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How old is the color crew?

The color crew are a group of broadcasters who provide commentary during sports games on television and radio. They add insight, analysis, and perspective to the live action for the benefit of viewers and listeners at home. But who exactly makes up the color crew? And how long have they been doing this job?

Origins of the Color Commentator

The concept of a color commentator originated in sports broadcasting in the United States in the 1950s and 60s. Though play-by-play announcers had been a staple of radio broadcasts for decades, TV posed new challenges requiring additional voices. Experts were brought in to provide deeper levels of analysis and conversation during lulls in gameplay. They became known as “color commentators” – distinguishing them from play-by-play who described the live action.

One of the first recognized color commentators was Don Meredith, who began working NFL telecasts for CBS in 1966. Already a star Dallas Cowboys quarterback, his insights into the game helped educate and entertain the growing TV audience. Other early adopters of the color role were Frank Gifford covering NFL games and Johnny “Red” Kerr providing basketball analysis. They demonstrated the value of having an analyst break down key plays and strategy.

The 1970s – Growth of the Role

By the 1970s, color commentating was an established part of sports broadcasting. Living legends like Joe Garagiola brought humor and heart to MLB games. Ex-athletes including Tony Kubek (baseball) and Tom Brookshier (NFL) offered first-hand perspectives. Vin Scully, Curt Gowdy, and Dick Enberg excelled covering multiple sports with help from their color partners.

Some of the most iconic pairings emerged in this era. Pat Summerall and Tom Brookshier pioneered NFL analysis. Keith Jackson and Lee Grosscup made Saturdays special with NCAA football coverage. Marv Albert and Bill Russell broadcast exhilarating NBA action. These tandems demonstrated the chemistry and cooperation required between play-by-play and color personalities.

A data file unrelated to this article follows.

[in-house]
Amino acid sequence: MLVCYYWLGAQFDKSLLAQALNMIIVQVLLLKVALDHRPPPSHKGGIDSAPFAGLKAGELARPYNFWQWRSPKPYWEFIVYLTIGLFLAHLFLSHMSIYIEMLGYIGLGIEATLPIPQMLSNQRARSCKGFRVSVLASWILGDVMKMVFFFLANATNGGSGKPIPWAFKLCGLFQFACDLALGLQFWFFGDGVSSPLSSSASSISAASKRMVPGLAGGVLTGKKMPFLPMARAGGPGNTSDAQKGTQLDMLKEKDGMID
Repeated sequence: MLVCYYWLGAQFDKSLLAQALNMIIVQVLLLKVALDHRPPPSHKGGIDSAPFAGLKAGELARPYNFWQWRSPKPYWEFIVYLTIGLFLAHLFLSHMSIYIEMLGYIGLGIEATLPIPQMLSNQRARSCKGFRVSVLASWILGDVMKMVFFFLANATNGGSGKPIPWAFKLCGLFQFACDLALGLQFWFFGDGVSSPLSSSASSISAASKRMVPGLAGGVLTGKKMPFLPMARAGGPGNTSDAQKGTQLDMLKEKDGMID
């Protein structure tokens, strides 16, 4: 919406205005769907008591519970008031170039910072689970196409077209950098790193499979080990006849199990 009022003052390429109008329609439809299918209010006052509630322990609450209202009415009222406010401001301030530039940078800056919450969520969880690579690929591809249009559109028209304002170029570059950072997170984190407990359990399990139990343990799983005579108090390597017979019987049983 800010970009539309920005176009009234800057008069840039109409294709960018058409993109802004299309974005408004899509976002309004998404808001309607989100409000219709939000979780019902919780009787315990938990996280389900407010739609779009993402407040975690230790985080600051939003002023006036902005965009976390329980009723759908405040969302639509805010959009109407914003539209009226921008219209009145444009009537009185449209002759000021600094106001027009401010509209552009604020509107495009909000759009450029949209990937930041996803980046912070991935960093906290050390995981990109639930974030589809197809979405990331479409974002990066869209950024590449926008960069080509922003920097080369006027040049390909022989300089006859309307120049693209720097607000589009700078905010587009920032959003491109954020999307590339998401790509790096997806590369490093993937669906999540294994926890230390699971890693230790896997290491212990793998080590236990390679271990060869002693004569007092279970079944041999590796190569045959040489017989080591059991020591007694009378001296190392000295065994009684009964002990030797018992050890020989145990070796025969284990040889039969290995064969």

Rise of the Analyst in the 1980s

The 1980s saw networks expanding their sports programming significantly. To meet growing demand, they cultivated dedicated analysts to cover specific sports year-round. NBC hired Bill Walton to focus solely on the NBA. ABC brought Don Sutton over from the Atlanta Braves’ booth to anchor baseball coverage. John Madden left coaching to burnish his reputation as the preeminent NFL analyst.

This decade also ushered in many former athletes focusing on color commentary. Cris Collinsworth went from the Cincinnati Bengals to NFL broadcasting. Bob Costas made the leap from calling baseball games to NBA Showtime. Mike Fratello transitioned from leading the Atlanta Hawks to covering the entire league. Their fresh perspectives directly from the playing field added bold new dimension to analysis.

Today’s Color Commentators

Fast forward to today, and the color analyst has never been more vital in sports media. Fans crave next-level statistics, insights, and storytelling from former players and coaches. Big personalities like Charles Barkley on TNT’s NBA coverage command massive audiences. Tony Romo’s uncanny football IQ has made him one of CBS’ most coveted announcers.

Here’s a look at some prominent color commentators working today and how long they’ve excelled in sports broadcasting: